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Meet an MI Student

Jake J. Grossman

Master of Forest Resources, 2012
University of Washington
Paraguay, 2009-2011

As a senior at Oberlin College, I felt ambivalent about my post-graduate plans. I'd decided to pursue a career in academia, focusing on teaching and research in ecology. At the same time, I wasn't ready to plunge into a Ph.D. program right away. Instead, I wanted to live abroad, apply my undergraduate education to solving practical problems and, most importantly, contribute to those who had not benefitted from the same privileges I have enjoyed.

I had dreamed of doing Peace Corps service since I was a teenager, but didn't want to put my formal education on hold. Through online research, I came across the University of Washington (UW) School of Environmental and Forest Sciences Peace Corps Master's International (PCMI) program in international forestry. This program offered me everything I wanted: A chance to live abroad, to get real-world experience, and to give of myself. At the same time, I wouldn't have to leave my current professional track and could continue growing intellectually. It seemed the UW PCMI program suited me perfectly and, five years later, I can say that my expectations were realized.

My academic studies and Peace Corps service fit together quite well. As a Volunteer, I lived in a small (120-household) village in rural Eastern Paraguay. About half of my work consisted of extension projects with small farmers: planting small tree nurseries, encouraging the development of farmers' committees, and facilitating better soil management through agroforestry and green manure use. My remaining projects took place in the schools. I taught topics such as environmental science, English, and reproductive health in kindergarten through 12th grade and trained teachers as environmental educators. The horticulture and development classes I took at UW were especially helpful in facilitating my work. Many farmers in my community were just starting to establish plantations and agroforestry systems, so it was important to have a background in plant production and sustainable system design. At the same time, my Peace Corps work grounded my UW forestry education.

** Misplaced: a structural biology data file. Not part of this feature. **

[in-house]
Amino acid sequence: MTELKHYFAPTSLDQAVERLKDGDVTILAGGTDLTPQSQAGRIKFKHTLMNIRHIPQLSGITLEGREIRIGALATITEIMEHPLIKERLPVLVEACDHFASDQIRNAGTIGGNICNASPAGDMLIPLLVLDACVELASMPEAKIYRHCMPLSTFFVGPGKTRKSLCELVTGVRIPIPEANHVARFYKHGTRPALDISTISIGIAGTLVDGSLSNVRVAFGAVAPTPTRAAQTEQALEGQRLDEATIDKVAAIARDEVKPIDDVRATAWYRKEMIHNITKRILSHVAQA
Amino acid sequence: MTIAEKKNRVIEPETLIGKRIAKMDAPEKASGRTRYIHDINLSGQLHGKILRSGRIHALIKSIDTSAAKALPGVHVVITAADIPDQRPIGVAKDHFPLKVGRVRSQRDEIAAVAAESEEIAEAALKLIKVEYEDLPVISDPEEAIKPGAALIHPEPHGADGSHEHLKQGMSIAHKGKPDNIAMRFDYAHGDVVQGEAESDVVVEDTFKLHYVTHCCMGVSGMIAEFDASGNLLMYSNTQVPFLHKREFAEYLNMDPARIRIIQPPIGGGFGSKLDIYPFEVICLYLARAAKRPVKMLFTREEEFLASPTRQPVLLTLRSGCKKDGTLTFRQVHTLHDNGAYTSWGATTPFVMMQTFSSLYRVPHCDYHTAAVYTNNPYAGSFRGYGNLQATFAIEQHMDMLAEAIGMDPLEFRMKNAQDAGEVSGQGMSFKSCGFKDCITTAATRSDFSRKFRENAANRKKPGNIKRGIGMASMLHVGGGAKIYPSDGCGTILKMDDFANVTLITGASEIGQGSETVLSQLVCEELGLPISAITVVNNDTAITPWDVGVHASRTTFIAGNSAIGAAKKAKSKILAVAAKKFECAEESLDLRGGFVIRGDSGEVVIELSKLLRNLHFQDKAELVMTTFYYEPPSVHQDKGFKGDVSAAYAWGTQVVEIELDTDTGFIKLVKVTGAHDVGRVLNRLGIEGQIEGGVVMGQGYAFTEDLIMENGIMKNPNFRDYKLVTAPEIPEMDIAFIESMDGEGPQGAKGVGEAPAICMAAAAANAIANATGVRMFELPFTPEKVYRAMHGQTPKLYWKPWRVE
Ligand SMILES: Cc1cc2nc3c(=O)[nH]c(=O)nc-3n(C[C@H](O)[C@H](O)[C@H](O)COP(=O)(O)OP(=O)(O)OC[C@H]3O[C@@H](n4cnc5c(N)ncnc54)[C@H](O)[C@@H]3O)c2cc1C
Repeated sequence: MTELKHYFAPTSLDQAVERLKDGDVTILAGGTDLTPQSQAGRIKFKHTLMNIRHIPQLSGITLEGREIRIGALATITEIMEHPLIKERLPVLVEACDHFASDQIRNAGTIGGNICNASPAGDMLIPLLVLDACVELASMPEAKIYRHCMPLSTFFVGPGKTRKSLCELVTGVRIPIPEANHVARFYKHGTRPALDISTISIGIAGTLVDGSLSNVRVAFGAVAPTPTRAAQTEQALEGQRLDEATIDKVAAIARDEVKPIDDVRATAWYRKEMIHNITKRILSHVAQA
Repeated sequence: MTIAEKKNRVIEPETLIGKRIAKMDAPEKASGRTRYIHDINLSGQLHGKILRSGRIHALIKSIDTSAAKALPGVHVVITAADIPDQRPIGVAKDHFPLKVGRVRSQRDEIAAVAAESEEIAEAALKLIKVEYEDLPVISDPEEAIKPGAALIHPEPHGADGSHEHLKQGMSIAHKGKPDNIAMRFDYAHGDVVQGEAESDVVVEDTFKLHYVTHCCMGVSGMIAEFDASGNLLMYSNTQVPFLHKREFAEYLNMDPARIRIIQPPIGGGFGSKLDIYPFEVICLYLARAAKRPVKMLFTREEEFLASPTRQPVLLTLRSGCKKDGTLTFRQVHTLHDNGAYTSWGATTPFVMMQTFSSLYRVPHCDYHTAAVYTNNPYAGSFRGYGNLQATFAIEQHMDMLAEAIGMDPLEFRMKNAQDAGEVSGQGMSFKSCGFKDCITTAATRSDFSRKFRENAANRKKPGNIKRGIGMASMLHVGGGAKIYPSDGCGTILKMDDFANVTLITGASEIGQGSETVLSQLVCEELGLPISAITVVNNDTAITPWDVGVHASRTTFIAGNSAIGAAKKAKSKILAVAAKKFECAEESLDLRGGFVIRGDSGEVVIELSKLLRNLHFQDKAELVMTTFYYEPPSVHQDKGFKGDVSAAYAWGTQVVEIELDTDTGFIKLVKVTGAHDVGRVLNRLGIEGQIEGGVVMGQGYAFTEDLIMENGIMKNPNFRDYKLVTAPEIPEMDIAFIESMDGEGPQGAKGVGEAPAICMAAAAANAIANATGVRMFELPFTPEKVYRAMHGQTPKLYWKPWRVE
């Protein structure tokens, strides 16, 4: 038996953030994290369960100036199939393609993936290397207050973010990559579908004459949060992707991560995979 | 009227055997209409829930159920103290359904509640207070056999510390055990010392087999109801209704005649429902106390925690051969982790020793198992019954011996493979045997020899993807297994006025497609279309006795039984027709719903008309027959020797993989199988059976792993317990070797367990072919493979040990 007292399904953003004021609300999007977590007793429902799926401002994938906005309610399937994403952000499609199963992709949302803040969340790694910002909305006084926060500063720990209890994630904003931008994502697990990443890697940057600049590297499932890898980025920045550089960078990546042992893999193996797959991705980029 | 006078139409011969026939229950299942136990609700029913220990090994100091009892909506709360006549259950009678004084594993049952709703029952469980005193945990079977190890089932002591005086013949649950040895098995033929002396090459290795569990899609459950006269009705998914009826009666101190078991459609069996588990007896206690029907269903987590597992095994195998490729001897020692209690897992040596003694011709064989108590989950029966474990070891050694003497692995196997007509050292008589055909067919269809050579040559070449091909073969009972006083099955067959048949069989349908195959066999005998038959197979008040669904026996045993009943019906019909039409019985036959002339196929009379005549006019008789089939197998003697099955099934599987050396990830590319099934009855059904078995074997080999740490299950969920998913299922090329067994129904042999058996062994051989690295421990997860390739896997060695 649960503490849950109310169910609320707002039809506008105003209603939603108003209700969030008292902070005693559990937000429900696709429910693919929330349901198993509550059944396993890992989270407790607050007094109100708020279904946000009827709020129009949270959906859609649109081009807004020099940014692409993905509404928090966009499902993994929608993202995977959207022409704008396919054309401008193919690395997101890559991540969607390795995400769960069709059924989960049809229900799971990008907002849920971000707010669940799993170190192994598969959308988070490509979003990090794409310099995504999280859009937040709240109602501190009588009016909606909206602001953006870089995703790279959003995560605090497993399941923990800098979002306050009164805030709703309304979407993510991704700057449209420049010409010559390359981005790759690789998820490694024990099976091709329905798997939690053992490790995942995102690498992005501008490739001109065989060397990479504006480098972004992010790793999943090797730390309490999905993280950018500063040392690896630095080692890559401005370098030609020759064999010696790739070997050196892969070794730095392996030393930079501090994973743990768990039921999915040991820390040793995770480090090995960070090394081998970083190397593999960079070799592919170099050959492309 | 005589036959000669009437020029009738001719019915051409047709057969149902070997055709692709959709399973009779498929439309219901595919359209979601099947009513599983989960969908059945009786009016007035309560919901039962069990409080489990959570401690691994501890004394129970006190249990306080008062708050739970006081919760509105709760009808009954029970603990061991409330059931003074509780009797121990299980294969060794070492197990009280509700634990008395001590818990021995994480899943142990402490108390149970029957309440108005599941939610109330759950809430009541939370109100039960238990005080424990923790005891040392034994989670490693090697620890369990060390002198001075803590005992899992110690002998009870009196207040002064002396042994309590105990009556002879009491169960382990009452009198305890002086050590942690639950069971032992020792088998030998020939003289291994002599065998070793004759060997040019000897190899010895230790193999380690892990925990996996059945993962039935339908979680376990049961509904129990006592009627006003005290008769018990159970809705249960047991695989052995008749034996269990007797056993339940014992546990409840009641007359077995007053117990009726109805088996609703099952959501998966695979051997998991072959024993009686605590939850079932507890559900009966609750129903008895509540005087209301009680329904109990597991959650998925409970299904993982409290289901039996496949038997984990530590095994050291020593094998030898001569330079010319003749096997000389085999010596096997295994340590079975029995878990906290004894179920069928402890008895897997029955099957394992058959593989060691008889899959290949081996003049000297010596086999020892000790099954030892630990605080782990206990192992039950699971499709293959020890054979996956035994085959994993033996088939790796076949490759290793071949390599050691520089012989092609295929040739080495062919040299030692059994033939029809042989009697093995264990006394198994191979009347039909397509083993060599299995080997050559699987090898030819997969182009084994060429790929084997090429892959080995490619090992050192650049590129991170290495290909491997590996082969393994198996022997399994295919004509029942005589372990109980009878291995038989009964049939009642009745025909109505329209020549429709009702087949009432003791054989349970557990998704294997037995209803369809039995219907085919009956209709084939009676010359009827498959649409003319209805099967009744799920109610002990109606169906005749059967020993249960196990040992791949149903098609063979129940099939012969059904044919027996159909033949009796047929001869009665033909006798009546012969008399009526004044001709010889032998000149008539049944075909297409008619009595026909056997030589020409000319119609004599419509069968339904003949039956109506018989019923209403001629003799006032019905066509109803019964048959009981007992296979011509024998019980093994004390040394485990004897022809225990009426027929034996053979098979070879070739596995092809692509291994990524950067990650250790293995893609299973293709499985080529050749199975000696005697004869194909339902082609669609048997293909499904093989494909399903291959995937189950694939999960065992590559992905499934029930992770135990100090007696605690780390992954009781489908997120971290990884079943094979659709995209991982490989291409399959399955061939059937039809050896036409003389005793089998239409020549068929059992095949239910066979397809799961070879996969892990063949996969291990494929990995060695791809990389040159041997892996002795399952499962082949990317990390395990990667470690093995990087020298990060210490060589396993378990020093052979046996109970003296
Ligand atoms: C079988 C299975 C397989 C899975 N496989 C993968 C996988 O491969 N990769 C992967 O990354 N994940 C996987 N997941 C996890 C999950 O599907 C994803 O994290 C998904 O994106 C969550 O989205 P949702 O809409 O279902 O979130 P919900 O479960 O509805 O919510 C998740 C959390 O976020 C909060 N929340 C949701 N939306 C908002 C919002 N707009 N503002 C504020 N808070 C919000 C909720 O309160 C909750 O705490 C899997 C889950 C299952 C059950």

While in Paraguay, I took advantage of my fluency in Guaranì, the widely-spoken indigenous language, to interview 45 farmers about their cultivation of small-scale eucalyptus plantations. After my return to the States, I analyzed these interview data and produced a capstone report on the silvicultural, economic, and environmental context of eucalyptus plantation forestry among small farmers in Eastern Paraguay. Peace Corps and MI experiences vary among individuals but, for me, the PCMI route was excellent. I can't believe how much I've grown as a person and an ecologist.

Last updated May 06 2015

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